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When we compare algal diversity based on group which graph could be used better to represent the diversity among different Class...
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Can any one suggested an author processing fees free research journal for publishing the algae related work...The journal should not be a predatory one.
Example: comparative study on algal diversity in three different study sites.
Thank you
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Journal of Coastal Research
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Hello, can somebody help me to identify this specie of Chlorphyte? I find it in a reef in front Veracruz and I think it´s a Caulerpa, but I am not sure.
Thank you for your help.
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This is more likely Caulerpa mexicana. Caulerpa mexicana has branchlets that are not constricted at the base, and a flat midrib. Caulerpa taxifolia has branchlets that are constricted at the base, and a compressed but not flat midrib. Caulerpa mexicana is also more common in the Gulf of Mexico.
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I am working with some strains of cyanobacteria isolated from Zimbabwe's Manyame catchment - I want to extract their genomic material so that I may use it to confirm their identity. In my lab I do not have the capacity to buy DNA extraction kits so I have to use other means. I tried to use the CTAB method but failing to get good results. May I have some options which I can try with my samples.
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Can anyone help me to identify two species of Codium found in Sayulita, Nayarit (Mexico)? I made a cross section to watch the utricules in an attempt to identify them using a bibliography but I still found it difficult.
The dark green one is A)
The light green one is B)
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Rafael Martín Martín
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For example, it is reported that Dunaliella tertiolecta has 36–42% of lipid production in dry weight (dw), while strains like Nannochloropsis can be 46(31–68)%dw, Schiochytrium can be up to 50–77%dw?
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Dear researchers,
I am trying to isolate this blue green algae which came as weed into my another culture. this has a basal heterocyst and trichome tapering towards end. I feel this could be Microchaete violacea Fremy (Desikachary 1959) member of Rivulariaceae. i could not see sheath clearly and i didnt find any intercalary heterocyst.  please do comment.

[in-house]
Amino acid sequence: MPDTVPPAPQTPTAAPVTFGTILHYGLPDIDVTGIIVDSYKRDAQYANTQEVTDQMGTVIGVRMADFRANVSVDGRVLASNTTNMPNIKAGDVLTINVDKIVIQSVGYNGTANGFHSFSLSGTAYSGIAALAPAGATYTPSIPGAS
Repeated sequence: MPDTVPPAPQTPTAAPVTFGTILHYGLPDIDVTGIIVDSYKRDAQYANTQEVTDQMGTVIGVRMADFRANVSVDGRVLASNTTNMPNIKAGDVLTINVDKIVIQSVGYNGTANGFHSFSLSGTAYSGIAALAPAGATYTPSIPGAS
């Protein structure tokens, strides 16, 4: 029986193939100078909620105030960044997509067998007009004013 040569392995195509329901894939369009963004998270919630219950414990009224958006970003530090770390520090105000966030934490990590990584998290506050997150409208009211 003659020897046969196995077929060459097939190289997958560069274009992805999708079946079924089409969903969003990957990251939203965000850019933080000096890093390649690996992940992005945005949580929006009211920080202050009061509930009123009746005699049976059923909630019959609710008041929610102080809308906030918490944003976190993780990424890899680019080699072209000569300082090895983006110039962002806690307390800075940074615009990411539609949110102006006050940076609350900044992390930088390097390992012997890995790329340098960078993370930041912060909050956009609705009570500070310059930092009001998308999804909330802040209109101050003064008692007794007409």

thanks in advance
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i think it is Rivularia spp .according to heterocyct basal location .
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salam alaikum
is this Raphidonema?
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It´s very similar  a Raphidonema longiseta
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I have been working on samples of Ostracoda from Great Britain caves. I have this specimen identified according to Meisch (2000) key as F. latens. But the size is only 0.5 mm, all other characteristics fits with species description.
Could I be wrong?Thanks
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Thanks Chiara and Susanne :)
I will contact them.
Best wishes,
Nataša
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Hi all! I am working with green macroalgae. To see the variation between two population in the molecular level, I had performed basic RAPD work which showe variation in the bands. Based on this I proceeded with the sequencing of the rbcL region. Not much could be interpreted with the results from rbcL. Can somebody tell me how to proceed further to understand the variation between the subspecies
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HI Perumal Karthick, I am working on the family Characeae, mainly on the genus Chara and Nitella, which are commonly available in India.
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I would like to calculate a copy number of genes in Gymnodium catenatum, and I need to know it's genome size.
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Thank you  Jackson..
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Cells are 3-5 μm and the mucilage is red. 
Collected in western Canada
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Dear Natalia:
I think that your specimens are Gloeocapsa sp. Gloeocapsa has several species with wide gelatinous sheaths, concentrically lamellate (lamellation distinct or scarcely visible),intensely or partly coloured by sheath pigments (gloeocapsin, scytonemin), yellow, yellow-brown, orange, red.
Kind regards.
Eugenia
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I am looking for the gene sequence of above mentioned genes. Plz send the gene sequences Or else plz suggest me the way to search the gene sequences. 
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Thank You sir (Mr. Vrajesh Patel). I will al ways be grateful to you.